Noel Rappin Writes Here

Functions that return functions are the luckiest functions in the world

JavaScriptNoel RappinComment

Here’s some JavaScript:

var foo = function(a, b) { return a * b };

var bar = function(func) {
  return function() {
    return func.apply(this, arguments)
  };
};

baz = bar(foo);
console.log(baz(2, 3));

What we have here is a function, bar, that both takes a function as an argument and returns a function as it’s result. It’s transforming the function passed to it into a different function.

Okay, that’s cool in kind of an abstract way, but so what? Let’s play around with function that take and return functions to show off some potentially useful tricks.

I’ll note right here up top, that there are more complex, fully featured, and robust versions of all the things I’m showing here. I’m just playing with functions.

We can add diagnostics.

var foo = function(a, b) { return a * b };

var trace = function(func) {
  return function() {
    console.log("calling " + func);
    console.log(new Error("normal trace").stack);
    return func.apply(this, arguments)
  };
};

foo = trace(foo);
console.log(foo(2, 3));

All the trace function is doing here is logging a couple of things before actually calling the function — namely, it’s printing the function body (JavaScript doesn’t have a consistent way to get the function’s name), and a stack trace. The console output is:

calling function (a, b) { return a * b }
Error: normal trace
  at file:///Users/nrappin/Dropbox/coderx/blog/functions.html:8:17
  at file:///Users/nrappin/Dropbox/coderx/blog/functions.html:15:13

Okay, that’s kind of neat. You can also tweak it to do something like a Jasmine spy object, but it takes some object manipulation. Here we really start to take advantage of the fact that JavaScript functions are basically just JavaScript objects.

var foo = function(a, b) { return a * b };

var spy = function(func) {
  var returnFunc = function() {
    returnFunc.timesCalled += 1;
    returnFunc.args.push(arguments);
    return func.apply(this, arguments);
  }
  returnFunc.timesCalled = 0;
  returnFunc.args = [];
  return returnFunc;
};

foo = spy(foo);

console.log(foo(2, 3));
console.log(foo.timesCalled);
console.log(foo.args)

Same basic idea here, except we’re doing some dancing with scope to make sure we have access to all the variables we want to, when we want them. Specifically, rather than just returning an anonymous function, we’re giving it the name returnFunc. Inside the funtion body of returnFunc, we’re accessing properties of the returnFunc functional object itself. Specifically we’re incrementing a counter and adding to a list of called arguments.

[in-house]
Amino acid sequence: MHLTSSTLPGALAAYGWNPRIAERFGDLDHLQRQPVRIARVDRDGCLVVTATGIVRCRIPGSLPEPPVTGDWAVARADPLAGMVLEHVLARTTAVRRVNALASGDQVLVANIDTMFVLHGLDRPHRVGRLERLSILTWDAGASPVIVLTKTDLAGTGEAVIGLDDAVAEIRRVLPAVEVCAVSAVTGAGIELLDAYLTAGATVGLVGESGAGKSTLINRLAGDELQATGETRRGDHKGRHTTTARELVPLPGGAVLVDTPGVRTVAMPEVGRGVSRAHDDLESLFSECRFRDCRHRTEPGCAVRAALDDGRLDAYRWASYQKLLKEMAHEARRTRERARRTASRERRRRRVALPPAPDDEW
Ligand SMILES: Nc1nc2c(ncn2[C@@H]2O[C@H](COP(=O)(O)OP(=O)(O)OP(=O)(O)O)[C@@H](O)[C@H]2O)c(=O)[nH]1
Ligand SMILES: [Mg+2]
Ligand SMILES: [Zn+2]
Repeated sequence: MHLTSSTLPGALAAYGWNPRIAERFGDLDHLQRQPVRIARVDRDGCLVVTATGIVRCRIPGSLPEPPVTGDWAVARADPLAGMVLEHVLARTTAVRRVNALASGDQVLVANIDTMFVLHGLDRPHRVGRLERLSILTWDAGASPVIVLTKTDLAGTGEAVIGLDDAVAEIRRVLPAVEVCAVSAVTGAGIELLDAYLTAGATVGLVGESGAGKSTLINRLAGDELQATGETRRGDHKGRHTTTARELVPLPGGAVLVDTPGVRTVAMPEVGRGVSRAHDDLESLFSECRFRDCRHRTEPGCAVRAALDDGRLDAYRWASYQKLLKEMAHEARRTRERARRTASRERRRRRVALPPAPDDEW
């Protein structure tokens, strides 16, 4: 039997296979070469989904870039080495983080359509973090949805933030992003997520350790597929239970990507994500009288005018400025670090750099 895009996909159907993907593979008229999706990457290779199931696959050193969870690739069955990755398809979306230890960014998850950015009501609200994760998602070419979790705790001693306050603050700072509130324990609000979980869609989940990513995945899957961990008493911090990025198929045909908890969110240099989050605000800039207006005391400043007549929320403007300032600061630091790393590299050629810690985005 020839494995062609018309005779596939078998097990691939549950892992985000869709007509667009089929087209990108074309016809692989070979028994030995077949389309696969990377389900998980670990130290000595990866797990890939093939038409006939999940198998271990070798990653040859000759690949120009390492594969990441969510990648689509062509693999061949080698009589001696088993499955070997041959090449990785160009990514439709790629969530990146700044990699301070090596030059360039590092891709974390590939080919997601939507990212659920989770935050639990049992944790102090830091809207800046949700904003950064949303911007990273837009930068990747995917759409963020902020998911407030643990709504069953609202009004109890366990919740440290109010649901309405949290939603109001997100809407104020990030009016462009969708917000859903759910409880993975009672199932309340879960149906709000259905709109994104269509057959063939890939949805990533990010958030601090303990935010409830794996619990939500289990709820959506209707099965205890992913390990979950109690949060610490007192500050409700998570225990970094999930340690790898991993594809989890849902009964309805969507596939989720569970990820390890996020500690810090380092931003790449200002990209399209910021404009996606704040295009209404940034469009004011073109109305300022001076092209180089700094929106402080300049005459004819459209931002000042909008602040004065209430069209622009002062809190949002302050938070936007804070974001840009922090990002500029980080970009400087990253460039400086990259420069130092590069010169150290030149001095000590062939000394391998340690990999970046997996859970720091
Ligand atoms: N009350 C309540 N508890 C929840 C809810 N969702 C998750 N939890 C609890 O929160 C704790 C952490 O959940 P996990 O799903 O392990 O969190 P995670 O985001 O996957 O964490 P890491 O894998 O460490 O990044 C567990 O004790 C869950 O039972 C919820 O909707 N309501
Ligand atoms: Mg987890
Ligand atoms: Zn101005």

After we define the function, we initialize the timesCalled and args properties, and return our functional object. This works because we can access properties of the functional object inside the function itself, which seems weird, but makes more sense if you think of it just as an ordinary object accessing other properties of the same object.

Here’s a related example — in this case, our function object has its own methods.

var benchmark = function(func) {
  var returnFunc = function() {
    returnFunc.startDate = Date.now();
    result = func.apply(this, arguments);
    returnFunc.endDate = Date.now();
    return result
  }
  returnFunc.elapsedTime = function() {
    return returnFunc.endDate - returnFunc.startDate;
  };
  return returnFunc;
}

foo = benchmark(foo);
console.log(foo(2, 3));
console.log(foo.elapsedTime());

In this one, we’re running the inner function surrounded by time stamps, and we’re adding a function to the function object, which again, seems weird. At the end, we can query a benchmarked function as to how long it takes. (Yes, I realize that the dev tools allow you to do this.)

Here’s one that might be more practical. Memoizing is the act of caching the results of function calls so that you don’t need to re-evaluate an expensive computation.

var memoize = function(func) {
  var returnFunc = function() {
    argsToCheck = (JSON.stringify(arguments));
    if (returnFunc.cache[argsToCheck]) {
      return returnFunc.cache[argsToCheck];
    } else {
      result = func.apply(this, arguments);
      returnFunc.cache[argsToCheck] = result;
       return result;
    }
  }
  returnFunc.cache = {};
  return returnFunc;
}

foo = memoize(foo);
console.log(foo(2, 3));

In this case, we hold on to the functional argument as before, but when we call the memoized function, we first compare the argument list against a cache. We’re using the JSON string version of the argument list, so we do have that conversion overhead. If this particular argument list has already been called, then we return the result of the previous call without recalculating. If not, we calculate the function, and place the result in the cache. So, our first call to foo in the example places (2, 3) in the cache, but the second call would retrieve it, to avoid that very expensive multiplication.

This is the beginning of manipulating functions in JavaScript — functional programming in general is a big topic, but worth looking at. Adapting a functional style where side effects and mutable state are downplayed in favor of manipulating functions, can really pay off in less complexity in your code.

Like this? You might like my book Master Time and Space With JavaScript, free sample available, and $15 for the whole thing.